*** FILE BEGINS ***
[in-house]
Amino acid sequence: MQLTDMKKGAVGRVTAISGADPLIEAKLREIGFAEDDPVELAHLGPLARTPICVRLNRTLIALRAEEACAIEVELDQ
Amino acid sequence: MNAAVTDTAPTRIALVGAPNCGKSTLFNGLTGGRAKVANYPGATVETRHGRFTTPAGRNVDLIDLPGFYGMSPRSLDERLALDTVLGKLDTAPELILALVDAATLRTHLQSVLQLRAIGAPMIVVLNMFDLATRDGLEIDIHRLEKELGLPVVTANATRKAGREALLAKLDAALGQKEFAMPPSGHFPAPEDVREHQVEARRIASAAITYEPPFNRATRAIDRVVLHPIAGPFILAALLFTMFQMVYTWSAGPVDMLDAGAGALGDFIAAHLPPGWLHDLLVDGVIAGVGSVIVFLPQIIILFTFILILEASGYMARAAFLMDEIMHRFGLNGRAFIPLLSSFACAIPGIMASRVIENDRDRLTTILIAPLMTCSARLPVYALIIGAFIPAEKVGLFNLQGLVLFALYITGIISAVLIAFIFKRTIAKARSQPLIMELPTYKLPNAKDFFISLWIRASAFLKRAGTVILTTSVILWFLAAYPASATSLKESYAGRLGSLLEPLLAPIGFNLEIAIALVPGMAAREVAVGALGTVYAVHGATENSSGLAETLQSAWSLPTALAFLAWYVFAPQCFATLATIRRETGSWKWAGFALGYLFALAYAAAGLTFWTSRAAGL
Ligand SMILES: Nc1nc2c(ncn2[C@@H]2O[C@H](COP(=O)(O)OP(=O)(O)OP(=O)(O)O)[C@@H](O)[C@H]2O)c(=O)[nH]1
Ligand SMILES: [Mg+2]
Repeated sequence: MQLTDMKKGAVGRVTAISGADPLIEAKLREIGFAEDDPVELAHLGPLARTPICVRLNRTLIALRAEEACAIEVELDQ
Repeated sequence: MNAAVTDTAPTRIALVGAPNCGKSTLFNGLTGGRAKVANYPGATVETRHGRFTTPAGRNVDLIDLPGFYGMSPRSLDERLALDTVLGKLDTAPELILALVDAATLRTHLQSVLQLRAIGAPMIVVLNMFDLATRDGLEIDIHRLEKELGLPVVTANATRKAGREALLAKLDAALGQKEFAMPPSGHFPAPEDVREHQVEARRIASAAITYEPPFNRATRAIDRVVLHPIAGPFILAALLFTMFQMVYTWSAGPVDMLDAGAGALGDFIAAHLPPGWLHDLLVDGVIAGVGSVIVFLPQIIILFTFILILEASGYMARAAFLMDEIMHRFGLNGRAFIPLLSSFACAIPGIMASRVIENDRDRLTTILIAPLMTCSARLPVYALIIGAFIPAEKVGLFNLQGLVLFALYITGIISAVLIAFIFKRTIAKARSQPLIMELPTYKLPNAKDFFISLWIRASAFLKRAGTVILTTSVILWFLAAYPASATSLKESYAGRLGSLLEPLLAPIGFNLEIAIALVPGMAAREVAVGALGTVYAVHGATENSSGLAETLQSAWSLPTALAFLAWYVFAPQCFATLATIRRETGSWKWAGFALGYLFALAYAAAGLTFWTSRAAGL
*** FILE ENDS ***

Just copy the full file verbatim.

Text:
[in-house]
Amino acid sequence: MQLTDMKKGAVGRVTAISGADPLIEAKLREIGFAEDDPVELAHLGPLARTPICVRLNRTLIALRAEEACAIEVELDQ
Amino acid sequence: MNAAVTDTAPTRIALVGAPNCGKSTLFNGLTGGRAKVANYPGATVETRHGRFTTPAGRNVDLIDLPGFYGMSPRSLDERLALDTVLGKLDTAPELILALVDAATLRTHLQSVLQLRAIGAPMIVVLNMFDLATRDGLEIDIHRLEKELGLPVVTANATRKAGREALLAKLDAALGQKEFAMPPSGHFPAPEDVREHQVEARRIASAAITYEPPFNRATRAIDRVVLHPIAGPFILAALLFTMFQMVYTWSAGPVDMLDAGAGALGDFIAAHLPPGWLHDLLVDGVIAGVGSVIVFLPQIIILFTFILILEASGYMARAAFLMDEIMHRFGLNGRAFIPLLSSFACAIPGIMASRVIENDRDRLTTILIAPLMTCSARLPVYALIIGAFIPAEKVGLFNLQGLVLFALYITGIISAVLIAFIFKRTIAKARSQPLIMELPTYKLPNAKDFFISLWIRASAFLKRAGTVILTTSVILWFLAAYPASATSLKESYAGRLGSLLEPLLAPIGFNLEIAIALVPGMAAREVAVGALGTVYAVHGATENSSGLAETLQSAWSLPTALAFLAWYVFAPQCFATLATIRRETGSWKWAGFALGYLFALAYAAAGLTFWTSRAAGL
Ligand SMILES: Nc1nc2c(ncn2[C@@H]2O[C@H](COP(=O)(O)OP(=O)(O)OP(=O)(O)O)[C@@H](O)[C@H]2O)c(=O)[nH]1
Ligand SMILES: [Mg+2]
Repeated sequence: MQLTDMKKGAVGRVTAISGADPLIEAKLREIGFAEDDPVELAHLGPLARTPICVRLNRTLIALRAEEACAIEVELDQ
Repeated sequence: MNAAVTDTAPTRIALVGAPNCGKSTLFNGLTGGRAKVANYPGATVETRHGRFTTPAGRNVDLIDLPGFYGMSPRSLDERLALDTVLGKLDTAPELILALVDAATLRTHLQSVLQLRAIGAPMIVVLNMFDLATRDGLEIDIHRLEKELGLPVVTANATRKAGREALLAKLDAALGQKEFAMPPSGHFPAPEDVREHQVEARRIASAAITYEPPFNRATRAIDRVVLHPIAGPFILAALLFTMFQMVYTWSAGPVDMLDAGAGALGDFIAAHLPPGWLHDLLVDGVIAGVGSVIVFLPQIIILFTFILILEASGYMARAAFLMDEIMHRFGLNGRAFIPLLSSFACAIPGIMASRVIENDRDRLTTILIAPLMTCSARLPVYALIIGAFIPAEKVGLFNLQGLVLFALYITGIISAVLIAFIFKRTIAKARSQPLIMELPTYKLPNAKDFFISLWIRASAFLKRAGTVILTTSVILWFLAAYPASATSLKESYAGRLGSLLEPLLAPIGFNLEIAIALVPGMAAREVAVGALGTVYAVHGATENSSGLAETLQSAWSLPTALAFLAWYVFAPQCFATLATIRRETGSWKWAGFALGYLFALAYAAAGLTFWTSRAAGL